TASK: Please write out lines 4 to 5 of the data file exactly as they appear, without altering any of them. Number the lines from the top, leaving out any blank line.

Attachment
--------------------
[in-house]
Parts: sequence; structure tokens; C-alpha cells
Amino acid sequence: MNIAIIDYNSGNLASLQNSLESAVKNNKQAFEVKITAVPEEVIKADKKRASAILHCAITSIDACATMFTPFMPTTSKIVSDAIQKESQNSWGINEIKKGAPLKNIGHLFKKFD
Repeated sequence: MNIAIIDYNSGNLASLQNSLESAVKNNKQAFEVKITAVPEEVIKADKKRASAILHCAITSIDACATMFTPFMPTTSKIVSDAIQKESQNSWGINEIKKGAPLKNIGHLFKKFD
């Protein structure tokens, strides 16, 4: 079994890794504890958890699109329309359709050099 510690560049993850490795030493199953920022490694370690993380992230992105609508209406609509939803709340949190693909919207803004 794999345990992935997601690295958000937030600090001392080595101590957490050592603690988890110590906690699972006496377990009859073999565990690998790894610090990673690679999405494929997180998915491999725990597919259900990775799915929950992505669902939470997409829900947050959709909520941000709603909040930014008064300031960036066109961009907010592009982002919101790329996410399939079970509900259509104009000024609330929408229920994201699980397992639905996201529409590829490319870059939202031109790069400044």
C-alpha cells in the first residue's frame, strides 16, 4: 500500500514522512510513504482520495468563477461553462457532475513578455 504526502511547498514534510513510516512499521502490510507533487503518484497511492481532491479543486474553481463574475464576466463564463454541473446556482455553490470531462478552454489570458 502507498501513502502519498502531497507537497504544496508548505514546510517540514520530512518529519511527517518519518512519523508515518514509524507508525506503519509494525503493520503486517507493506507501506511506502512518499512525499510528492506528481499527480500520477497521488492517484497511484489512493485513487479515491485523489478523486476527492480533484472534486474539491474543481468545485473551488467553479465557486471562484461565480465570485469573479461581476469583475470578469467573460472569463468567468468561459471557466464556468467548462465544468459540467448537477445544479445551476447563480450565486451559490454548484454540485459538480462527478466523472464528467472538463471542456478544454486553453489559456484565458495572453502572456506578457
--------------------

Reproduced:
Repeated sequence: MNIAIIDYNSGNLASLQNSLESAVKNNKQAFEVKITAVPEEVIKADKKRASAILHCAITSIDACATMFTPFMPTTSKIVSDAIQKESQNSWGINEIKKGAPLKNIGHLFKKFD
């Protein structure tokens, strides 16, 4: 079994890794504890958890699109329309359709050099 510690560049993850490795030493199953920022490694370690993380992230992105609508209406609509939803709340949190693909919207803004 794999345990992935997601690295958000937030600090001392080595101590957490050592603690988890110590906690699972006496377990009859073999565990690998790894610090990673690679999405494929997180998915491999725990597919259900990775799915929950992505669902939470997409829900947050959709909520941000709603909040930014008064300031960036066109961009907010592009982002919101790329996410399939079970509900259509104009000024609330929408229920994201699980397992639905996201529409590829490319870059939202031109790069400044």